Thinking Tech

Want blue eyes? New laser surgery makes it happen [video]

Want blue eyes? New laser surgery makes it happen [video]

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A doctor claims to have developed a laser surgical technique that turns brown-colored eyes into baby blues.

The beauty of cosmetic surgery is that, with a few snips here and there, just about anyone can get an instant boost in self-esteem. But it's also the kind of knife that cuts both ways, leaving many to wonder whether such procedures also serve to perpetuate one beauty standard over another. You can argue that, for instance, liposuction and facelifts speaks to an somewhat unhealthy over-fixation on thinness and looking youthful. Now a potential breakthrough may add a new wrinkle to these sort of debates.

In a TV interview, Gregg Homer of Stroma Medical, claims to have developed a surgical technique that turns brown-colored eyes into baby blues. Or, more accurately, the laser-powered procedure clears away the dense layer of brown pigments to reveal the blue hue hidden underneath. He says it only takes 20 seconds to complete and, in a matter of weeks, patients can have an entirely different set of eyes. The only drawback, if you can call it that, is that the procedure is irreversible so anyone who undergoes it should be prepared for a lifelong change (Basically it's not like making the decision to dye your hair a different color).

It sounded so simple that even I felt a bit skeptical, until I looked into how the technology works. The approach is definitely solid since brown eyes are the result of high concentrations of melanin in the stroma region surrounding the iris and so, in the absence of this, eyes will appear blue. According to Homer, the conversion of brown to blue is initiated by zapping the concentrated melanin with a special laser tuned to specific frequency. This essentially destroys the brown pigments and allows the body to shed them naturally. And after a two to three weeks, Voilà! Blue eyes.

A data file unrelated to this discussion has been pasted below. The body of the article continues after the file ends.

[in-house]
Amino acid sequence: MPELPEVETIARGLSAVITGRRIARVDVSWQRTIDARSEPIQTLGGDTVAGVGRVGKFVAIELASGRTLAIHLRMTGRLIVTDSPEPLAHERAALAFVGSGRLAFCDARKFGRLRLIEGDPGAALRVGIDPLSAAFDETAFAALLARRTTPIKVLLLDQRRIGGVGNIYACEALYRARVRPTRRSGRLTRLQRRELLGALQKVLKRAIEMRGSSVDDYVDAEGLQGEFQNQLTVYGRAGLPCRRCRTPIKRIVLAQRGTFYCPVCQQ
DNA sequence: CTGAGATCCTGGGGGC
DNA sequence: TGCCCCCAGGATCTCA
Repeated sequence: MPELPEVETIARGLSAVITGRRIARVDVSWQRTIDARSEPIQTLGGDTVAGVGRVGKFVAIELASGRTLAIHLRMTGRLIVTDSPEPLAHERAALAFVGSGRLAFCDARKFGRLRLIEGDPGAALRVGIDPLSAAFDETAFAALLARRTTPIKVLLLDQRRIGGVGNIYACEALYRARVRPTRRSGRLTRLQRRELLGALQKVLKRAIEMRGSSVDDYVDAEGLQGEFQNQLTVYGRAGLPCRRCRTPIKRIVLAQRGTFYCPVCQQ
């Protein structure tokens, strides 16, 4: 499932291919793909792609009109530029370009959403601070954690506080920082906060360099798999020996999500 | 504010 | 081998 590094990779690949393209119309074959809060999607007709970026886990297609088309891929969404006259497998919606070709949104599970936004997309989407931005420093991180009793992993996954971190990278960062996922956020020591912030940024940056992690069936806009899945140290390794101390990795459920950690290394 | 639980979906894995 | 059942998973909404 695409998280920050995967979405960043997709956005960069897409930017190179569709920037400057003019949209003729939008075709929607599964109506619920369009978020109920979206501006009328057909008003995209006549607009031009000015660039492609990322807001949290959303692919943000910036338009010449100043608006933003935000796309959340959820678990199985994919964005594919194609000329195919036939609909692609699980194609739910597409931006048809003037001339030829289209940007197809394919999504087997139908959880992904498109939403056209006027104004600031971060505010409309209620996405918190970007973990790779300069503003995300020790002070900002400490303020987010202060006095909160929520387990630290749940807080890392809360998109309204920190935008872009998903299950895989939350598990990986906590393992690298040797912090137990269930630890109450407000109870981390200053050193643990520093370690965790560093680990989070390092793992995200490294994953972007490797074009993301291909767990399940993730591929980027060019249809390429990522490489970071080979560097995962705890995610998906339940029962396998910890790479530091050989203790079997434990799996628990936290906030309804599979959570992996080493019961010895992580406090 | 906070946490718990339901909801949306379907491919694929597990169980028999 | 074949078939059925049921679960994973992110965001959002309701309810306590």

The current estimate to have such an operation done is about $5,000 for each eye, though the technology won't be fully ready for prime time for at least three years. In the meantime, Homer is confident that the procedure will prove to be safe with minimal side effects. However, at east one expert has expressed that safety might be a concern.

In an interview with CBS News, Elmer Tu of the American College of Ophthalmology brings up some of the potential complications:

The idea of using laser light to change eye color makes sense, Dr. Elmer Tu, associate professor of clinical ophthalmology at the University of Illinois at Chicago and a spokesman for the American College of Ophthalmology, told CBS News. "Theoretically, it's possible if you go in and laser the eye to release the pigment that causes brown eyes," he said.

But Dr. Tu said safety could be an issue. The released pigment "has to go somewhere," he said, adding that a potentially blinding condition called pigmentary glaucoma is known to be associated with the chronic seepage of melanin into the fluid within the eye.

There's also another issue that critics might also consider just as troubling. In the interview, Homer mentioned that thousands of people have already emailed him to express their interest in having the procedure. And, he says, there's a reason why.

"The eyes are the window to the soul," Homer tells KTLA. "A blue eye is not opaque. You can see deeply into it and a brown eye is very opaque. I think there is something very meaningful about this idea of having open windows to the soul."

I don't know how many people would quite agree with that. Do you?

Correction: This post mistakenly referred to Gregg Homer as a medical doctor. He is a lawyer and not a physician. The article has been updated with the correct information.

(via KTLA, CBS News)

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Tuan Nguyen

Contributing Editor

Contributing Editor Tuan C. Nguyen is a freelance science journalist based in New York City. He has written for the U.S. News and World Report, Fox News, MSNBC, ABC News, AOL, Yahoo! News and LiveScience. Formerly, he was reporter and producer for the technology section of ABCNews.com. He holds degrees from the University of California Los Angeles and the City University of New York's Graduate School of Journalism. Follow him on Twitter. Disclosure